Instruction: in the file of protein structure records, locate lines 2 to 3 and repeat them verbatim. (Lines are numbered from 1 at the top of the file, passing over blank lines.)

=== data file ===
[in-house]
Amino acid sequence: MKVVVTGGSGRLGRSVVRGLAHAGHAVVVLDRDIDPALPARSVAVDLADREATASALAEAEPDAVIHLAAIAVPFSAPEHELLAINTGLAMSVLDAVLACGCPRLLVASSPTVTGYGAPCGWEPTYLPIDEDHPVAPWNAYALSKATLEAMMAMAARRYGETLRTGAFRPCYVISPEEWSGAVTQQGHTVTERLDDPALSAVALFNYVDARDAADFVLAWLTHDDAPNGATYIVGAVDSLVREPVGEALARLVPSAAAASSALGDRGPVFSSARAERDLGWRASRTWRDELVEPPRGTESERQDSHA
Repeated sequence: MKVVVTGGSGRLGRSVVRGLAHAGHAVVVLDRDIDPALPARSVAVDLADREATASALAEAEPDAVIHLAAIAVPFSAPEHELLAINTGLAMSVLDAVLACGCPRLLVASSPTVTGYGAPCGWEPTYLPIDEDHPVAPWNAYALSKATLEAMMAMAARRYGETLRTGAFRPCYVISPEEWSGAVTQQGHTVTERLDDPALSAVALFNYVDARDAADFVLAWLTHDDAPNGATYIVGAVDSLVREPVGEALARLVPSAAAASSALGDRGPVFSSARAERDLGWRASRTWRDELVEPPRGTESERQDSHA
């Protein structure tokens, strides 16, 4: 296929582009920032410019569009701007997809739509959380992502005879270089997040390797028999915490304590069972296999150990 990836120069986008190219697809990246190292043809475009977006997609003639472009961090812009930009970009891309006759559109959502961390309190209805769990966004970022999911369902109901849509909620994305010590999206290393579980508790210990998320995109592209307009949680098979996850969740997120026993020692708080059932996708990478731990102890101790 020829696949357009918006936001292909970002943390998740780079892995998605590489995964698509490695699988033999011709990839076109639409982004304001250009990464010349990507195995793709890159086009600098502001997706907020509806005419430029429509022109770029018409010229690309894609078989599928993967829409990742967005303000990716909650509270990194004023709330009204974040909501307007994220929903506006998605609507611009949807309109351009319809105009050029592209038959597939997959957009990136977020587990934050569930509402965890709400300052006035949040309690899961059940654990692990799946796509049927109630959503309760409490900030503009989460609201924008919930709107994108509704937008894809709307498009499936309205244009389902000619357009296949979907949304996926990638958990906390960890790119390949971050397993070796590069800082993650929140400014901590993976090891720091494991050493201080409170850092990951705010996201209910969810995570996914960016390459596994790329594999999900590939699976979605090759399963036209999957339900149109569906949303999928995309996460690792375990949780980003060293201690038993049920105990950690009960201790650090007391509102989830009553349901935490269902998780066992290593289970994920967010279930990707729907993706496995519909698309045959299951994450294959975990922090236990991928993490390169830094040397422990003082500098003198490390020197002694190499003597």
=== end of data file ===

Amino acid sequence: MKVVVTGGSGRLGRSVVRGLAHAGHAVVVLDRDIDPALPARSVAVDLADREATASALAEAEPDAVIHLAAIAVPFSAPEHELLAINTGLAMSVLDAVLACGCPRLLVASSPTVTGYGAPCGWEPTYLPIDEDHPVAPWNAYALSKATLEAMMAMAARRYGETLRTGAFRPCYVISPEEWSGAVTQQGHTVTERLDDPALSAVALFNYVDARDAADFVLAWLTHDDAPNGATYIVGAVDSLVREPVGEALARLVPSAAAASSALGDRGPVFSSARAERDLGWRASRTWRDELVEPPRGTESERQDSHA
Repeated sequence: MKVVVTGGSGRLGRSVVRGLAHAGHAVVVLDRDIDPALPARSVAVDLADREATASALAEAEPDAVIHLAAIAVPFSAPEHELLAINTGLAMSVLDAVLACGCPRLLVASSPTVTGYGAPCGWEPTYLPIDEDHPVAPWNAYALSKATLEAMMAMAARRYGETLRTGAFRPCYVISPEEWSGAVTQQGHTVTERLDDPALSAVALFNYVDARDAADFVLAWLTHDDAPNGATYIVGAVDSLVREPVGEALARLVPSAAAASSALGDRGPVFSSARAERDLGWRASRTWRDELVEPPRGTESERQDSHA